“Remember His marvellous works that He hath done, His wonders, and the judgments of His mouth” (1 Chronicles 16:12)
Noted American actress, writer, producer and advocate for mental health awareness, Carrie Fisher died on Tuesday December 27 after suffering a heart attack just four days prior.
Simon Halls, a spokesman for the Fisher family, released a statement to People Magazine on behalf of Billie Lourd, Fisher’s daughter.
“It is with a very deep sadness that Billie Lourd confirms that her beloved mother Carrie Fisher passed away at 8:55 this morning,” the statement reads.
“She was loved by the world and she will be missed profoundly,” says Lourd, 24. “Our entire family thanks you for your thoughts and prayers.”
The daughter of Debbie Reynolds and Eddie Fisher, a son of Russian-born Jewish immigrants, Carrie was raised Protestant but often attended Jewish services with her Orthodox friends. Fisher was briefly married to legendary musician, singer-songwriter and actor Paul Simon, a son of Hungarian Jewish parents.
Best known for her career-defining portrayal of Princess Leia in the Star Wars franchise, Fisher grew up in the world of Hollywood motion pictures, television and theater. In addition to her iconic role in the science-fiction flick, Fisher starred in such noted films as When Harry Met Sally, The Blues Brothers, and The Man with One Red Shoe. She additionally assisted in crafting the scripts for numerous Hollywood hit films, such as The Wedding Singer, Hook and Sister Act, though her contributions went unaccredited.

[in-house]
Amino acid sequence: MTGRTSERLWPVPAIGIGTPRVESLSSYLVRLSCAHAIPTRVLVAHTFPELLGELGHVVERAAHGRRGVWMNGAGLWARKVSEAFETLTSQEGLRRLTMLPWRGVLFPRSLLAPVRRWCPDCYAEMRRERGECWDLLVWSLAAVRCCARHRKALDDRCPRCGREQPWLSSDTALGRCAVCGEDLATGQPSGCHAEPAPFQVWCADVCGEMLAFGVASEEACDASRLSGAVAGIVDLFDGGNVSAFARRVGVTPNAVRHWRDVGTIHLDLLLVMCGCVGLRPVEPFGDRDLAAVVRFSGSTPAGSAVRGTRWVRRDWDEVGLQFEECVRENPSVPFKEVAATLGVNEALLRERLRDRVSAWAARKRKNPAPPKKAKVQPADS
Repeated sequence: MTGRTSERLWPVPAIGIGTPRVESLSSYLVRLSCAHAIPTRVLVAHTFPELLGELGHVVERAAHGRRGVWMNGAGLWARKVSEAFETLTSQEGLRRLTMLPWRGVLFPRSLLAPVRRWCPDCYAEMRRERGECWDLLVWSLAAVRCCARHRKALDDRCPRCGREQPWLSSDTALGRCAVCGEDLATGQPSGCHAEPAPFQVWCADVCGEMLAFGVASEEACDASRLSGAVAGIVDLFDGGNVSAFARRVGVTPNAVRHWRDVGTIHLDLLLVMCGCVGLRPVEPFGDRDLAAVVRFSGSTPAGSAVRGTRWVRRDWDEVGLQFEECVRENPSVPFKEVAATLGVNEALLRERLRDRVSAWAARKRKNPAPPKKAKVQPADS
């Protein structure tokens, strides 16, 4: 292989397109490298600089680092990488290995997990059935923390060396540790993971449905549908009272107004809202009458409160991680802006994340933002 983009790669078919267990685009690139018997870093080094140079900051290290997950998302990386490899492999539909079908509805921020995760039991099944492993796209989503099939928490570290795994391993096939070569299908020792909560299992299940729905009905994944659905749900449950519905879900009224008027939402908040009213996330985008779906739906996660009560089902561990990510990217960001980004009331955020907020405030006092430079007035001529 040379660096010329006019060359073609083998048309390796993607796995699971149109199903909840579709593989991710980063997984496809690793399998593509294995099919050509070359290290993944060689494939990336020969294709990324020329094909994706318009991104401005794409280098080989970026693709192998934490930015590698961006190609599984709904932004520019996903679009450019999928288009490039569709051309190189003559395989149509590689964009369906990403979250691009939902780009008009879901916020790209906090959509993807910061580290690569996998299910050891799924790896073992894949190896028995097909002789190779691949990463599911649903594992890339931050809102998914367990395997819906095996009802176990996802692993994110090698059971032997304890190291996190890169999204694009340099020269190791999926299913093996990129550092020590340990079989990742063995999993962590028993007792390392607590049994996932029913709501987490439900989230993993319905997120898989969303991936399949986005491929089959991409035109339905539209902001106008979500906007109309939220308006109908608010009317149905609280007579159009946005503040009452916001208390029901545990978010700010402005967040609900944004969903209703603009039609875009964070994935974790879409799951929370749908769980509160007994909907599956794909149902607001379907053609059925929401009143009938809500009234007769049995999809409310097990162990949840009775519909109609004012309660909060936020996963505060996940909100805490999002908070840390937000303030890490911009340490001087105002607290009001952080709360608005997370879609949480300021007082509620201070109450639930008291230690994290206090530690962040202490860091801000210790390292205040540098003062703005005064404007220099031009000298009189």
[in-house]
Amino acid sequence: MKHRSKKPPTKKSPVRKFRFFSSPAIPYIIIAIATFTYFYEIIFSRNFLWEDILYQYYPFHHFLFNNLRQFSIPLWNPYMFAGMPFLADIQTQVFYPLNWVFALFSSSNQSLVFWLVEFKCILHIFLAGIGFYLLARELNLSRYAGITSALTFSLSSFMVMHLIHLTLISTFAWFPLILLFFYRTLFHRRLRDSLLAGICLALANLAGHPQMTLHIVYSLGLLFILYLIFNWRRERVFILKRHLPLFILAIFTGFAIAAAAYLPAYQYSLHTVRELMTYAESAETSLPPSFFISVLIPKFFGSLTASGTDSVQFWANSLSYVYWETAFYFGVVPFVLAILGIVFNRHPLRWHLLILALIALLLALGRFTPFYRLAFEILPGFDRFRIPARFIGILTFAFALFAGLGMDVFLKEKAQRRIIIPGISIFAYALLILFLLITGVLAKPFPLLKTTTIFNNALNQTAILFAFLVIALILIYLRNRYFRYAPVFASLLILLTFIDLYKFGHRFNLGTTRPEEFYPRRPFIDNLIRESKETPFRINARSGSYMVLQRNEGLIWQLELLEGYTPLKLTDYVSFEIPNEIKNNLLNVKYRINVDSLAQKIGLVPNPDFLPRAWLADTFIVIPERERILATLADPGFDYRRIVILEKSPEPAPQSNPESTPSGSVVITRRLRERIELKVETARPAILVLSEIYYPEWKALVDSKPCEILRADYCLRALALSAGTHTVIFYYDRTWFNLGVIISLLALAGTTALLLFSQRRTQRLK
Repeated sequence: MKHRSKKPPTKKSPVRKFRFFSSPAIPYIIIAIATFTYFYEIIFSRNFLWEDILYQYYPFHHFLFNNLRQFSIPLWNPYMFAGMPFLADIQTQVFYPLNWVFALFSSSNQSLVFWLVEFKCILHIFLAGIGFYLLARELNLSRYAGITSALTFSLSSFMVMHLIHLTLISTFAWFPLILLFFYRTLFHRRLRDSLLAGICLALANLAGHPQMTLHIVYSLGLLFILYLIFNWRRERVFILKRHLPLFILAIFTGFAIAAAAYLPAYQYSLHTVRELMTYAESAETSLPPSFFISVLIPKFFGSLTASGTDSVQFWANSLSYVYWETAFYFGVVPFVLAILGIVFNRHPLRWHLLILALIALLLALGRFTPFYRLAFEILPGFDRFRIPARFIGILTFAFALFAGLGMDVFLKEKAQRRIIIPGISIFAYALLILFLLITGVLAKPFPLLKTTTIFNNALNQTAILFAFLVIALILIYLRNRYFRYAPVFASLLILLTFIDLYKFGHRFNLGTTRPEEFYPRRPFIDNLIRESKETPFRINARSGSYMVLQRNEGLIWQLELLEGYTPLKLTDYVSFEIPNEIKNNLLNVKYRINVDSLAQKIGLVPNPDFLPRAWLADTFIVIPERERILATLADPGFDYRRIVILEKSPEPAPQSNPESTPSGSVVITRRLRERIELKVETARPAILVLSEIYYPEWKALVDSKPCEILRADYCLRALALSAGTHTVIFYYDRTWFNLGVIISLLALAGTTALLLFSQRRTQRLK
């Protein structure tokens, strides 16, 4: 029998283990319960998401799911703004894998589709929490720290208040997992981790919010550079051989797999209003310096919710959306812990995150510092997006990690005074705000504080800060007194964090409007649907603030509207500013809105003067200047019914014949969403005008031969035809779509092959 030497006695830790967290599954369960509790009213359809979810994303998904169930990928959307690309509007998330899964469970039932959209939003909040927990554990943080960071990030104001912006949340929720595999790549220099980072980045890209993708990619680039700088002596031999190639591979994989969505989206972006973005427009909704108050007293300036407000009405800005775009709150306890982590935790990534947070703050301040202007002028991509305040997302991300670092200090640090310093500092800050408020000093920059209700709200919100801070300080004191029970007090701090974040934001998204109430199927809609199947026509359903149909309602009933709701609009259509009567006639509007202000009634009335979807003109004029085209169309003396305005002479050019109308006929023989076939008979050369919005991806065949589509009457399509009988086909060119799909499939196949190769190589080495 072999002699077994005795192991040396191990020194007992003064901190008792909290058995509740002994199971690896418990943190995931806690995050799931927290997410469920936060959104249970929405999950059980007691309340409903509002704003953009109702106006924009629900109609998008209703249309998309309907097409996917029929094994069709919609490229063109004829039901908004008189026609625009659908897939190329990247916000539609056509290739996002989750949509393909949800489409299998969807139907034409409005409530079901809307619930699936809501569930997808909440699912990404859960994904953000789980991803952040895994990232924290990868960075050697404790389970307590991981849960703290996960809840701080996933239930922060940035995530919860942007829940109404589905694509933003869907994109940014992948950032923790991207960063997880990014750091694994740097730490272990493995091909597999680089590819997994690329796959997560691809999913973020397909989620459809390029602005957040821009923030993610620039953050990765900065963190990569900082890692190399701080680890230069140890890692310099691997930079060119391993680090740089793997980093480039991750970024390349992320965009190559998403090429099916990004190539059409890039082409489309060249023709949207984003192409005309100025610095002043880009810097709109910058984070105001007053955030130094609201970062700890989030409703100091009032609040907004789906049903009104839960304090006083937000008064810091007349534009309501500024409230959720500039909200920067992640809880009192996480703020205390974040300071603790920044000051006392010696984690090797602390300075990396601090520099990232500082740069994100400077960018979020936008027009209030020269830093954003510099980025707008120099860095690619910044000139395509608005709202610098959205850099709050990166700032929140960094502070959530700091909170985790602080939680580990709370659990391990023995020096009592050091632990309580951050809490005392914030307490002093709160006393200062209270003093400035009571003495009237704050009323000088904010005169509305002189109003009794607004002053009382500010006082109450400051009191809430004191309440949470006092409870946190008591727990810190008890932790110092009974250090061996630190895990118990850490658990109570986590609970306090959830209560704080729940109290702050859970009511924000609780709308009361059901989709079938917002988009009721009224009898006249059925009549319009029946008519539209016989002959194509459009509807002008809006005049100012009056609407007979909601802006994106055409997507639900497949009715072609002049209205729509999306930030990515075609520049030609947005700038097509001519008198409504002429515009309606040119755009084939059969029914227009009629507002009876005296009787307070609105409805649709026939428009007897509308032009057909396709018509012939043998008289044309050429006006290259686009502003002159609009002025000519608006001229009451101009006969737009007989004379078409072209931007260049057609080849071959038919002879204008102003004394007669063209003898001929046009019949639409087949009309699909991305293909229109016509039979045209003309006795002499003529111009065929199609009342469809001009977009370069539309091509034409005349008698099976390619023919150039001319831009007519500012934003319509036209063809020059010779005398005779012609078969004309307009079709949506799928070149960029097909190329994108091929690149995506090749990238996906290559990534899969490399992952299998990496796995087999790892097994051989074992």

The beloved actress struggled with substance abuse for most of her life, starting when she was only 13 years old when she began smoking marijuana. She said she later dabbled in other drugs, such as cocaine and LSD. In her bestselling semi-autobiographical novel, Postcards from the Edge, Fisher addressed her addictions.
In 1985, Fisher was diagnosed with bipolar disorder, a psychiatric illness marked with interchanging periods of depression and elevated mood. After her diagnosis, the actress became an outspoken advocate for mental health awareness. In early 2016, Harvard College presented Fisher with its noted Annual Outstanding Lifetime Achievement Award in Cultural Humanism, noting that “her forthright activism and outspokenness about addiction, mental illness, and agnosticism have advanced public discourse on these issues with creativity and empathy.”
On Friday, December 23, Fisher was on an inbound flight from London to Los Angeles when she reportedly went into cardiac arrest approximately 15 minutes before landing. A fellow passenger performed CPR on Fisher until paramedics arrived, at which point she was rushed to Ronald Reagan UCLA Medical Center by ambulance. On December 27, she suffered a heart attack that has been reported as the final cause of death.
Fisher is survived by her daughter Billie Lourd, her mother Debbie Reynolds, her brother Todd Fisher and her half-sisters Joely Fisher and Tricia Leigh Fisher.